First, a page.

Comets consist of a central nucleus made of dirt and various ices. The nucleus of a comet is only a few miles across. Due to their elliptical orbits, comets spend most of their time in the outer solar system where their ice remains frozen. But when they pass into the inner solar system, they are heated by the sun. This causes the outer layers of ice to vaporize, forming a cloud around the nucleus which we call a coma. In many cases, solar wind and radiation pressure press on the expelled material, forming a tail (or multiple tails) that can extend millions of miles into space. Since a comet loses material every time it passes into the inner solar system, comets cannot last millions of years.
The invention of the telescope in 1608 drastically improved our knowledge of the solar system. Using his self-made telescope, Galileo Galilei discovered that Jupiter has four moons which orbit it, just as Earth’s moon orbits the Earth. Most people had not even considered the possibility that other planets could have moons. We now know that all the outer planets have moons, and that there are over 200 moons in our solar system. A few decades later, astronomers discovered that Saturn had rings. We take that for granted in our modern age, but no one at the time had thought of such a thing.
The Age of the Observatory
As telescope design improved, so did our knowledge of the solar system. In 1781 William Herschel discovered a new planet, unknown to the ancient world. Uranus is too faint to be seen easily by the unaided eye, but is quite obvious in a small telescope. Appearing as a tiny blue sphere, the planet Uranus is actually four times the diameter of Earth. And since Earth was now considered a planet as well, this discovery brought the total number of planets in our solar system up to seven.
In 1801, Giuseppe Piazzi used the Palermo Astronomical Observatory to discover a new planet. It was far smaller than any other planet, and orbited the sun in between the orbits of Mars and Jupiter. Since it was too faint to be seen without a telescope, it was unknown to the ancient world despite being relatively nearby. It was named Ceres. In the same decade, three other tiny planets were discovered—Pallas in 1802, Juno in 1804, and Vesta in 1807. All of these were so small that they appeared as a point of light in even the largest telescopes. The largest of the four, Ceres, has diameter of only 587 miles, whereas Juno has a diameter of only 169 miles. And they all orbited the sun at a distance in between the orbits of Mars and Jupiter. Hence, by 1807 our solar system had eleven planets.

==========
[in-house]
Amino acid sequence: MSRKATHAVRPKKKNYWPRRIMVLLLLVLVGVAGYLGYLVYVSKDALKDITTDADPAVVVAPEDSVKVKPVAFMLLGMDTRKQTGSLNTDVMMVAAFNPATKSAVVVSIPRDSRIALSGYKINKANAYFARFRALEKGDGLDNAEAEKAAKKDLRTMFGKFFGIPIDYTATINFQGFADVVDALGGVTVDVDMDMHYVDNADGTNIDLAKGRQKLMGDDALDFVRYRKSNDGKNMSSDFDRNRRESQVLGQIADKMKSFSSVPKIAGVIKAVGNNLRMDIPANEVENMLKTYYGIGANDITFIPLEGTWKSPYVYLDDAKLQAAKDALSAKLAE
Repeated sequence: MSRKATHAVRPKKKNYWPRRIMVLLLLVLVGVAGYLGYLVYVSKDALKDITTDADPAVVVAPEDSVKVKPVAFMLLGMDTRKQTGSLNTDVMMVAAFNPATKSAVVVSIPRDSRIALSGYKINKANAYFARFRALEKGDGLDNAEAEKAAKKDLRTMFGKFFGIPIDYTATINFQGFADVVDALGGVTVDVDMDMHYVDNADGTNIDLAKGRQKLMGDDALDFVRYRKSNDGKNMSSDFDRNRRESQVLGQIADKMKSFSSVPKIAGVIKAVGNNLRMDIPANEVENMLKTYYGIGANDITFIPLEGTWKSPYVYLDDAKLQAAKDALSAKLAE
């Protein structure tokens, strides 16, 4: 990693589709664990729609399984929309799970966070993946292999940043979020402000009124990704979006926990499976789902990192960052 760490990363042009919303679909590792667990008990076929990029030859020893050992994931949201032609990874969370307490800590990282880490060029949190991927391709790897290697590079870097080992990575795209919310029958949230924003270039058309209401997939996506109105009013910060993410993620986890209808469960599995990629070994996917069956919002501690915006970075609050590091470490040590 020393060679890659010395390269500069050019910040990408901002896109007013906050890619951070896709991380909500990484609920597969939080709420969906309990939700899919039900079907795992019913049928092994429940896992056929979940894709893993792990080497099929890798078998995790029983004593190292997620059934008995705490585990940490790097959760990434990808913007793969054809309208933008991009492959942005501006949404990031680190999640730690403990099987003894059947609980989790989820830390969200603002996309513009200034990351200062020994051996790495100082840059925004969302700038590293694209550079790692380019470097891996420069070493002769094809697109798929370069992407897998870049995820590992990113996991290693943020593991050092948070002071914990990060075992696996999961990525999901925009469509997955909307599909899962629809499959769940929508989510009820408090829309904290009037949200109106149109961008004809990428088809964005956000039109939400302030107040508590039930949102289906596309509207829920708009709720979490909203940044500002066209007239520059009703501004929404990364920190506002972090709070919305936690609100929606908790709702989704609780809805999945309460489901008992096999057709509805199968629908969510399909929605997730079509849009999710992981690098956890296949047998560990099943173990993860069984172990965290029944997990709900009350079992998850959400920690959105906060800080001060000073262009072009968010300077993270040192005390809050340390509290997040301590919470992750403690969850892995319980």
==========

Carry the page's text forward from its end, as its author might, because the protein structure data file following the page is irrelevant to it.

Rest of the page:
But these new four planets were clearly much smaller than the other seven. Each appeared as a mere star, whereas the other planets have sufficient size to be seen as a disc in even a modest telescope. For this reason, William Herschel proposed referring to these new objects as asteroids from the Greek meaning “star-like.” This term did not catch on immediately. But by 1849, six additional asteroids had been discovered—all tiny, and all orbiting the sun between Mars and Jupiter. Astronomers began referring to them not as planets, but as asteroids or minor planets. We still use both of these terms today. We now know of hundreds of thousands of asteroids that orbit the sun. Ceres is the largest asteroid, whereas most are only a few miles across.
In 1846, Urbain Le Verrier and John Couch Adams independently deduced that a planet must be orbiting beyond Uranus. They recognized that the gravity of such a planet could account for the slight deviations of Uranus’s path from the predictions. They even calculated the position of this as-yet-undiscovered planet. Sure enough, when Johann Galle of the Berlin Observatory pointed a telescope to the specified coordinates, he saw the planet Neptune. Neptune’s largest moon Triton was discovered shortly thereafter. With asteroids no longer being considered planets, this brought the total number of planets in our solar system up to our current number: eight.
- The name planet means “wanderer.”
- Objects very near the celestial pole do not rise and set because they are permanently above the horizon, but they still appear to revolve counterclockwise around the north celestial pole.
- This is, of course, within the error bars of the measurements.